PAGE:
Consider how to guide the travellers actions
Encourage travellers to think about their actions when they are staying at their accommodation. A good example of this is to recommend that they limit their request for sheets and towels to be replaced with clean linens. By doing so, they are supporting the hotel in decreasing the energy and water use that it takes to clean all the linens every day. The travellers can further decrease the hotel’s water and energy usage by making sure they turn off all the lights in the rooms when they are finished with them.
As the tour operator, there is a bit of control over souvenir shopping because you can recommend the souvenir shops the travellers should visit. By highlighting the places where your traveller will most likely want to buy souvenirs and knowing the kind of souvenirs they are willing to purchase, you can add another layer of understanding about them. Travellers who purchase souvenirs from local businesses ensure that the money they spend on those souvenirs stays at the destination. Also, encourage them to learn about and consider what type of resources have been used to make the souvenirs before purchasing them.
At the end of the trip
You may need to consider a new way to ask for feedback from the traveller that also brings awareness to the overall impact of their trip. By looking at where they stayed, what transport they took and what activities they did during their entire trip, you can calculate their total carbon emissions and send them the result. You can even take it a step further and recommend a company to offset their carbon emissions that work within the destination the traveller just visited. This way, the traveller can feel like they are giving back to the destination they just had an incredible experience in and are contributing to protecting the destination.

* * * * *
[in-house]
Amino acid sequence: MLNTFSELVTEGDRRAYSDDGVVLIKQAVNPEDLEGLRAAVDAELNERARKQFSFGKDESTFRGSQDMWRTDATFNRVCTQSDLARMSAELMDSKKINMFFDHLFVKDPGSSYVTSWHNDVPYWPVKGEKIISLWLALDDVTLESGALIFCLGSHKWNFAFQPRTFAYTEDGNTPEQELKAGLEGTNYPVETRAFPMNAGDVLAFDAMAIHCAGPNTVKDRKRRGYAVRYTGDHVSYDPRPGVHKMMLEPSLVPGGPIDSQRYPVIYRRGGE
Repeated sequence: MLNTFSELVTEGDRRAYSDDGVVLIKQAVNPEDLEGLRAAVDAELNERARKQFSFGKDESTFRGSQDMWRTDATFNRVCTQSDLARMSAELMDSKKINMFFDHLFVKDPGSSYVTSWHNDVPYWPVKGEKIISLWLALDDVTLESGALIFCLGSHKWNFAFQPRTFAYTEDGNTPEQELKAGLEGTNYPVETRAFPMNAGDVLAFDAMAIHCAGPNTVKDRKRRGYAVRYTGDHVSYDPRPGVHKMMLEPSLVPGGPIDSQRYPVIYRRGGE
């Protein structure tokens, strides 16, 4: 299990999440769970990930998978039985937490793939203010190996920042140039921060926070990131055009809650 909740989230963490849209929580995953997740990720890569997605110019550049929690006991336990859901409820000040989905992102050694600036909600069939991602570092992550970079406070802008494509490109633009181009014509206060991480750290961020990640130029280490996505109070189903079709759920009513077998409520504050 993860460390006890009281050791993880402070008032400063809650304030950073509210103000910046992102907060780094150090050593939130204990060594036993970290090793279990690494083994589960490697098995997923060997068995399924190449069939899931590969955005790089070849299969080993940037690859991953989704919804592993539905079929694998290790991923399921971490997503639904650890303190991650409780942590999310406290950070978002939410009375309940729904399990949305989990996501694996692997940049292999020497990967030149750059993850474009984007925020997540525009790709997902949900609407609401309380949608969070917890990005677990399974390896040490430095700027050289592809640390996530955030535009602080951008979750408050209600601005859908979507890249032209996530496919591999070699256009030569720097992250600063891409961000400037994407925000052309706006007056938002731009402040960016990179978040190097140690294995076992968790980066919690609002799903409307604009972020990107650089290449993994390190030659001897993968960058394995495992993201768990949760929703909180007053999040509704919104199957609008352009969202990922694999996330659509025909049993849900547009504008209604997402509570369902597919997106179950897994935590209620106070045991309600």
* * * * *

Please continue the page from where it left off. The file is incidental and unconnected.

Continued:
Finally, it’s important to use the feedback the traveller gives you on the trip. If they fill out a questionnaire, make sure it includes questions about sustainable practices throughout the trip. As a result, you have the opportunity to adjust the itinerary to make a better, more positive impact on the destination for future trips, as well as educate the traveller on how to travel more sustainably.